Updated at 3:35 p.m. to delete a disputed quote from Andre McEwing.
Fort Worth Transportation Authority president Dick Ruddell made his first public appearance since the City Council replaced eight of his nine board members, and pledged to work with the new leadership on speeding up the TEX Rail commuter rail project.
“Sometimes change is necessary to embrace big projects and accomplish goals,” Ruddell said during a half-hour presentation to the Rotary Club of Fort Worth. “I stand ready to help this community in any way I can.”
One new board member, Andre McEwing of southeast Fort Worth, said before the luncheon the city was entering a new era that featured strong political support for improved public transportation. With that mandate and some elbow grease, he said, the new board should be able to get the proposed TEX Rail commuter line from southwest Fort Worth to Grapevine and Dallas Fort Worth Airport back on track.
Last week, Mayor Betsy Price and the City Council announced they would replace the T board, and also ask the new board to hire a T executive with rail experience.
Ruddell, who has served as the T’s chief executive since 2003, gave a presentation to the Rotary Club explaining the T’s role in providing mass transit in Fort Worth and Richland Hills. The services include buses, bike sharing and the Trinity Railway Express, which operates in a partnership with Dallas Area Rapid Transit. But most of the presentation focused on TEX Rail, a project that is expected to cost nearly $1 billion.
T officials hope to begin TEX Rail service by 2016 between downtown Fort Worth and Dallas Fort Worth Airport, but the project has experienced a litany of delays related to station locations, a federal environmental study and the T’s ongoing negotiations with freight railroads to use their tracks.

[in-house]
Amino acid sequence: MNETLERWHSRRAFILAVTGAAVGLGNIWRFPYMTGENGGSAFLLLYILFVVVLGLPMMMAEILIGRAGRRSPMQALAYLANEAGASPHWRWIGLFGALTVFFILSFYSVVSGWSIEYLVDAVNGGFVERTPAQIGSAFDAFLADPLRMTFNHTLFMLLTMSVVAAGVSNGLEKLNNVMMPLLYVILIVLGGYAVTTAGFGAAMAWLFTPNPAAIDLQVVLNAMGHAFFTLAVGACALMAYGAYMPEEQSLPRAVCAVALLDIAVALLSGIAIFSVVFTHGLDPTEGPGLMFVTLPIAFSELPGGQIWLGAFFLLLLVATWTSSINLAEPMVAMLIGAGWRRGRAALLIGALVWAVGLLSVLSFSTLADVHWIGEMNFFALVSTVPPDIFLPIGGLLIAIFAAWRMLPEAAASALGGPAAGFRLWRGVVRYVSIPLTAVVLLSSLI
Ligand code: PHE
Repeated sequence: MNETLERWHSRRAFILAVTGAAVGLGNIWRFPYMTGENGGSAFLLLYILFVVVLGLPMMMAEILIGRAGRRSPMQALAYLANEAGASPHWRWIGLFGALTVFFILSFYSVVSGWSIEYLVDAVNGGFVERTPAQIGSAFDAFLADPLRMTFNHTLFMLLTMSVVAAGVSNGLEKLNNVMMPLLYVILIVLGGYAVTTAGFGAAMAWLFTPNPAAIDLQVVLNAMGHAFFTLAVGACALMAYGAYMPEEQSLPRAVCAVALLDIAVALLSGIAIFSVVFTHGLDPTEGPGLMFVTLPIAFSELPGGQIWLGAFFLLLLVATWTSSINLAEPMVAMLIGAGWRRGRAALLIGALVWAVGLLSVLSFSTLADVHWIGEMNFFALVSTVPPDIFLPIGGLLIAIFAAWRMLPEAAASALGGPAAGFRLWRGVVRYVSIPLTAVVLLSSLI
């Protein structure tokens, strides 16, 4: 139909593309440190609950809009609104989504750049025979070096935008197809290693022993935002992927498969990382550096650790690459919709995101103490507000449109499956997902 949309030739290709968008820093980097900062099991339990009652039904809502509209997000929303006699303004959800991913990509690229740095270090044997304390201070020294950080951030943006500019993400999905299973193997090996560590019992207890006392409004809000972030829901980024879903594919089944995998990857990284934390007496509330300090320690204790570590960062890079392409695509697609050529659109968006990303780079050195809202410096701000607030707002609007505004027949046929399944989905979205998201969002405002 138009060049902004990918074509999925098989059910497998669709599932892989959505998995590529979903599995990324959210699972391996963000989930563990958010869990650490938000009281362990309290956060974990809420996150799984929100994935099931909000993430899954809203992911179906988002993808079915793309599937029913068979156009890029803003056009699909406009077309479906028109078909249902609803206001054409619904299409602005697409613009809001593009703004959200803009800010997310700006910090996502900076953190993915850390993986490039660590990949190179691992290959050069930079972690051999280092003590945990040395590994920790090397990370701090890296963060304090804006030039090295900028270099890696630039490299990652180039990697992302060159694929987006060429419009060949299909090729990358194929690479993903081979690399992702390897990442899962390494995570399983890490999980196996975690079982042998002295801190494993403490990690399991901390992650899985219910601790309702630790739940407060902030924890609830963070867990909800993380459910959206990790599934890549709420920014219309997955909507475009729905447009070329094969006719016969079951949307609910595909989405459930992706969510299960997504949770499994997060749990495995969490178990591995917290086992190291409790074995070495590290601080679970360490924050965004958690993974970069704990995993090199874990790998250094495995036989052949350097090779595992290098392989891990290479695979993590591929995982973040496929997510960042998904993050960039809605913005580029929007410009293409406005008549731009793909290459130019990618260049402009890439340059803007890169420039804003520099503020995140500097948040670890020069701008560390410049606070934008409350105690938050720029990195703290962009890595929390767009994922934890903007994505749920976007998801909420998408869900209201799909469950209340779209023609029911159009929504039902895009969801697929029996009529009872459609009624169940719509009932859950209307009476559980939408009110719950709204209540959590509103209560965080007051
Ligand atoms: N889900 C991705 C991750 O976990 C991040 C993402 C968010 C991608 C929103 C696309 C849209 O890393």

Ruddell took a few questions from the crowd. Craig Schaefer, associate executive director of the National Cowgirl Museum in Fort Worth, said the area’s transportation planners need to expand their services to include areas currently not served. He questioned whether the T and DART should remain separate agencies, or perhaps be combined. “It seems to me this area is much bigger than Fort Worth, and to accomplish all these issues we need more than the Fort Worth Transportation Authority,” he said. “We need a regional transportation authority.”
Ruddell explained that the T operates on a half-cent sales tax, but many cities not served by the T don’t have the capacity to raise their sales taxes to join. Fort Worth and Richland Hills pay a half-cent to the T, and Grapevine pays 3/8-cent. But in the Dallas area, people in DART’s service area pay a 1-cent sales tax. The discrepancy among cities collecting various sales tax amounts for transportation – including dozens of cities in Tarrant County, Arlington among them, that have no sales tax dedicated to transit – makes it difficult to plan a region-wide system with a consistent service level.
Ruddell said he could envision a day when a single transit authority governed mass transit in all of North Texas, although he didn’t think it would happen for many years.